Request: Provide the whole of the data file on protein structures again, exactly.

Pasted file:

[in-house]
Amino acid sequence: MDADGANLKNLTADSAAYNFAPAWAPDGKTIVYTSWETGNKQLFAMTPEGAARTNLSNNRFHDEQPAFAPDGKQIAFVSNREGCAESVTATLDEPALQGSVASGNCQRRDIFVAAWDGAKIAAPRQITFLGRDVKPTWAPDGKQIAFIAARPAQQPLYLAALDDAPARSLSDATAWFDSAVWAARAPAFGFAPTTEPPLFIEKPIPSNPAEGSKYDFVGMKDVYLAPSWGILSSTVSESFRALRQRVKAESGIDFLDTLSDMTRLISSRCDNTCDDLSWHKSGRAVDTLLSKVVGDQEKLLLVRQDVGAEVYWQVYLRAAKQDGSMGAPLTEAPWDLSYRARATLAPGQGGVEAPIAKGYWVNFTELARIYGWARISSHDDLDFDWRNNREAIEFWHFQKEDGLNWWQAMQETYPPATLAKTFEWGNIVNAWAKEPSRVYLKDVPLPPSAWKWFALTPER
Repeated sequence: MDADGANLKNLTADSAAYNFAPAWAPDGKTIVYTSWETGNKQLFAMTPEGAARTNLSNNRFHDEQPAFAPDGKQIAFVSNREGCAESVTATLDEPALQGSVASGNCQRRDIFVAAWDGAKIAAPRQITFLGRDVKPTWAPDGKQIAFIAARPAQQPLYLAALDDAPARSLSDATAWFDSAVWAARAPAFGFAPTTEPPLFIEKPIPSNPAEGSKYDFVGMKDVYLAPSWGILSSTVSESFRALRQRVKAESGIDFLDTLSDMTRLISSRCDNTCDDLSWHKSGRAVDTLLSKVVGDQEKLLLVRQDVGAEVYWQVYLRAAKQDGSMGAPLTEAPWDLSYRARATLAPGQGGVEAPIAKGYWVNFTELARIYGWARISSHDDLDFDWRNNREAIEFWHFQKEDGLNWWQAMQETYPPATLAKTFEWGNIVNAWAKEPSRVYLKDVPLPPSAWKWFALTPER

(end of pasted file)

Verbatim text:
[in-house]
Amino acid sequence: MDADGANLKNLTADSAAYNFAPAWAPDGKTIVYTSWETGNKQLFAMTPEGAARTNLSNNRFHDEQPAFAPDGKQIAFVSNREGCAESVTATLDEPALQGSVASGNCQRRDIFVAAWDGAKIAAPRQITFLGRDVKPTWAPDGKQIAFIAARPAQQPLYLAALDDAPARSLSDATAWFDSAVWAARAPAFGFAPTTEPPLFIEKPIPSNPAEGSKYDFVGMKDVYLAPSWGILSSTVSESFRALRQRVKAESGIDFLDTLSDMTRLISSRCDNTCDDLSWHKSGRAVDTLLSKVVGDQEKLLLVRQDVGAEVYWQVYLRAAKQDGSMGAPLTEAPWDLSYRARATLAPGQGGVEAPIAKGYWVNFTELARIYGWARISSHDDLDFDWRNNREAIEFWHFQKEDGLNWWQAMQETYPPATLAKTFEWGNIVNAWAKEPSRVYLKDVPLPPSAWKWFALTPER
Repeated sequence: MDADGANLKNLTADSAAYNFAPAWAPDGKTIVYTSWETGNKQLFAMTPEGAARTNLSNNRFHDEQPAFAPDGKQIAFVSNREGCAESVTATLDEPALQGSVASGNCQRRDIFVAAWDGAKIAAPRQITFLGRDVKPTWAPDGKQIAFIAARPAQQPLYLAALDDAPARSLSDATAWFDSAVWAARAPAFGFAPTTEPPLFIEKPIPSNPAEGSKYDFVGMKDVYLAPSWGILSSTVSESFRALRQRVKAESGIDFLDTLSDMTRLISSRCDNTCDDLSWHKSGRAVDTLLSKVVGDQEKLLLVRQDVGAEVYWQVYLRAAKQDGSMGAPLTEAPWDLSYRARATLAPGQGGVEAPIAKGYWVNFTELARIYGWARISSHDDLDFDWRNNREAIEFWHFQKEDGLNWWQAMQETYPPATLAKTFEWGNIVNAWAKEPSRVYLKDVPLPPSAWKWFALTPER